Bucharest by Daniel Stroe
Vasile Blaga, former Romanian minister of Interior, was last Saturday confirmed leader of the center-right democrat-liberals (PDL), the former ruling party till last spring and currently the main opposition party in the Romanian Parliament, in a congress which split the party ranks even further and threatens its very existence.
Blaga, an uncharismatic leader, got 2404 votes of the total 5000 party delegates, while his main rival Elena Udrea, a blonde former minister of Tourism who is renowned for her posh public appearances, followed close behind with 2013 votes. But Udrea accused Blaga’s camp of swelling the final number of the party delegates so that he ensures he wins and called for a renewed session vote. The party’s leading board rejected her claim.
The atmosphere flared up and the two party camps ended up booing each other. The result and the unrest at the end of the congress prompted President Traian Basescu, founder of the party, who had earlier in the day delivered a speech at the beginning of the congress and shown overt support for Udrea, to warn he would leave PDL and seek to establish a new rightist political party.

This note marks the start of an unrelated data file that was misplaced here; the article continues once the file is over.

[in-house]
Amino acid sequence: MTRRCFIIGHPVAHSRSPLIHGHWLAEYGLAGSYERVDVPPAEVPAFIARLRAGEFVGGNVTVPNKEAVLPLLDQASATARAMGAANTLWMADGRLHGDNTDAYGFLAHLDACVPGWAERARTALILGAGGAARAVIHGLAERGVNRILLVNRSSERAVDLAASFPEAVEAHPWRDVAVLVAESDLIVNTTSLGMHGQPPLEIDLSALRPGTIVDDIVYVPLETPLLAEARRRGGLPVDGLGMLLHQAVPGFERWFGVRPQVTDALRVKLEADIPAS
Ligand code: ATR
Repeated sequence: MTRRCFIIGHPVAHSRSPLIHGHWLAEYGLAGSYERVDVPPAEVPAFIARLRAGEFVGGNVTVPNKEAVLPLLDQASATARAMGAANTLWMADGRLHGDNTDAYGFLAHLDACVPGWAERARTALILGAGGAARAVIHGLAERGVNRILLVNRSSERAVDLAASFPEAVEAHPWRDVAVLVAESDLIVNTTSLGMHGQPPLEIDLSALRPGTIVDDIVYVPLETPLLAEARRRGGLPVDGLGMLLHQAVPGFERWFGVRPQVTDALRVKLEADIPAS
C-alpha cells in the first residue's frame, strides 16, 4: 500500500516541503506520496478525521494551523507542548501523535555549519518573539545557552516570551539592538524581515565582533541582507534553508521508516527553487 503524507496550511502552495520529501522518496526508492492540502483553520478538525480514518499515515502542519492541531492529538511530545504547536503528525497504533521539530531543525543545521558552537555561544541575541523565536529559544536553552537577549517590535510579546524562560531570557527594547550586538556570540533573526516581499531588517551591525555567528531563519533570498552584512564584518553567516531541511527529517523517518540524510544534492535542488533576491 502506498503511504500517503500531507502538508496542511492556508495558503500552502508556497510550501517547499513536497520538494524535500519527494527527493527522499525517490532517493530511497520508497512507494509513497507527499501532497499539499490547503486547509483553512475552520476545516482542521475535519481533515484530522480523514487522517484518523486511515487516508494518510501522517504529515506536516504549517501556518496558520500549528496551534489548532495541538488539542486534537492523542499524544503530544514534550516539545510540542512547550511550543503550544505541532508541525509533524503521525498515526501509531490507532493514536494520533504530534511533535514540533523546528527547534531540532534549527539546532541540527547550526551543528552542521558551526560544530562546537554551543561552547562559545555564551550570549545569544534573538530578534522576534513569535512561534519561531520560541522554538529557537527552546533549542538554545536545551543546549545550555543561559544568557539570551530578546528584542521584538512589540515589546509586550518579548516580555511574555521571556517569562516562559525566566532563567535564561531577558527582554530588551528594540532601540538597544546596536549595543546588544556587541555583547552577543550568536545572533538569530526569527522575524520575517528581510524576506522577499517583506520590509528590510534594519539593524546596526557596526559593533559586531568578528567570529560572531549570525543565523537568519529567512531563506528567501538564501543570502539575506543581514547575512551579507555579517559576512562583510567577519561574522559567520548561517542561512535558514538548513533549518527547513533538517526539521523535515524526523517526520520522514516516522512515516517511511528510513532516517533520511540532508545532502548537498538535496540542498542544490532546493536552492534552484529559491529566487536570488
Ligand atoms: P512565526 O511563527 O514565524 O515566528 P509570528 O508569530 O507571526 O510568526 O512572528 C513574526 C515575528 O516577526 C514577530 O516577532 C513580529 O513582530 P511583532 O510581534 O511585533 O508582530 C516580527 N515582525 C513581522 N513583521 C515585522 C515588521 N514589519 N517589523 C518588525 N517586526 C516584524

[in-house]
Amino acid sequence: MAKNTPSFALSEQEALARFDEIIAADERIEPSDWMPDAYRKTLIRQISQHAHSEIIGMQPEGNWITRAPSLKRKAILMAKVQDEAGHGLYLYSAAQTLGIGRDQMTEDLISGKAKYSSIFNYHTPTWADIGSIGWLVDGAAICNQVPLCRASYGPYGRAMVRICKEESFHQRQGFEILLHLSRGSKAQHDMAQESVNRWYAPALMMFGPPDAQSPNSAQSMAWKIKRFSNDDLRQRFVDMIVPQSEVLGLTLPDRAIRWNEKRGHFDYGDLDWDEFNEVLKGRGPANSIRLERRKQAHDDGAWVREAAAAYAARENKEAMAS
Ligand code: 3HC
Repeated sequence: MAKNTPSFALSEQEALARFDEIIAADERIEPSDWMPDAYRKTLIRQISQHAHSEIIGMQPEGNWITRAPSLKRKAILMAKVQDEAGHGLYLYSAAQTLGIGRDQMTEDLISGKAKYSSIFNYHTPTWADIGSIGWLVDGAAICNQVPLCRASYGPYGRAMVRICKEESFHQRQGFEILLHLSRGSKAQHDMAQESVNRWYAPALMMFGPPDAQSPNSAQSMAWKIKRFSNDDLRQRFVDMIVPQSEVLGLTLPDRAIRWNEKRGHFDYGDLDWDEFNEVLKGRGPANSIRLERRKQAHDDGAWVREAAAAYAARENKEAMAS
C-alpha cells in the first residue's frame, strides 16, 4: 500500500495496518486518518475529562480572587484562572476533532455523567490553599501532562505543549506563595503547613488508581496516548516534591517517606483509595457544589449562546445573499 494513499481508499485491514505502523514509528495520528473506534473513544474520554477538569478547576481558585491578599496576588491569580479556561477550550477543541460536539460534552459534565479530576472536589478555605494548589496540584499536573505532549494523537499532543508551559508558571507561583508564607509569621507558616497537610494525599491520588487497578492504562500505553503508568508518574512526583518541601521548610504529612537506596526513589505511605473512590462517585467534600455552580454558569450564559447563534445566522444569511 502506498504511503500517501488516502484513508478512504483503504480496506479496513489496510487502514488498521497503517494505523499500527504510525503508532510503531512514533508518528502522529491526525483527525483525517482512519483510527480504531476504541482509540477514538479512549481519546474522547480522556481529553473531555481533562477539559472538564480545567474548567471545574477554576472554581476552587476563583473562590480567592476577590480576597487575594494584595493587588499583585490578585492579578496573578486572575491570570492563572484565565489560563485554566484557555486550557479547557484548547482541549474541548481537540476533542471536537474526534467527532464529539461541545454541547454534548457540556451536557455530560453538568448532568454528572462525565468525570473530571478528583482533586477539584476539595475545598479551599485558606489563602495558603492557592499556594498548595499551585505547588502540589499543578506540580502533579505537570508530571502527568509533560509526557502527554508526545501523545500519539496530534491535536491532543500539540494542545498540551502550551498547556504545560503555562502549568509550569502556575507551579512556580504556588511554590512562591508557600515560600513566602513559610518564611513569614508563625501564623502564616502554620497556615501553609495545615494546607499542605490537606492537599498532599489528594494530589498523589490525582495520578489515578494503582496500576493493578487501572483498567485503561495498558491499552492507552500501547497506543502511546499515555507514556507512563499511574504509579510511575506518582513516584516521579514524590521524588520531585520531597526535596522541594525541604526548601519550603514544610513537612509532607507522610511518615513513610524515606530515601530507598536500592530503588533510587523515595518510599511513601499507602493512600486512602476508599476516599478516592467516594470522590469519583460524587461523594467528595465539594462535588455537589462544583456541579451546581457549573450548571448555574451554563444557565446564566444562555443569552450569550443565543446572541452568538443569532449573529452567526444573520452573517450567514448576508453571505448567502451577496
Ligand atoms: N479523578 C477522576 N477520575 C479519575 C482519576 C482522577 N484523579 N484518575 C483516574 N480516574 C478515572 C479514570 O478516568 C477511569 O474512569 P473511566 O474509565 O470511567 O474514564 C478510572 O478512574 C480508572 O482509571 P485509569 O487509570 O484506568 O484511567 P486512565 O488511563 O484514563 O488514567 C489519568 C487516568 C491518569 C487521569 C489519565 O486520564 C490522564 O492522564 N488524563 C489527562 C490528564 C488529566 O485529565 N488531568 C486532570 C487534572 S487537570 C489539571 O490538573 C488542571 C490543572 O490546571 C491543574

PDL had already been weakened last year when it was toppled from power after massive party ranks defections and scored a low 16 per cent in December’s elections, much behind the 60ish per cent won by the ruling social-liberal coalition (USL). The austerity measures the former democrat-liberal government had to take as of 2010 have also taken a great toll on the party and its popularity collapsed visibly.
Sunday’s congress split the party even further and left the two rival camps struggling to attract as many members as possible. Though no official announced was made in this regard, Udrea is said to be looking, along with President Basescu, into establishing a new party. On the other side, Blaga strives to calm the fears of a party rupture in the territory and prevent defections.
It is likely a fissure in PDL may disappoint its fragile electorate even more and a possible formation of a new rightist party may scatter the votes and leave the center-right parties disunited in their political offensive against the ruling coalition. A prime role in the new configuration of the rightist center of the Romanian politics belongs to President Basescu who made clear he would not retire from politics after his second presidential term ends late 2014. But Basescu may have to do a lot of personal brush-up and lose the image of an authoritarian and intrusive leader if he aims to make it back into the politics.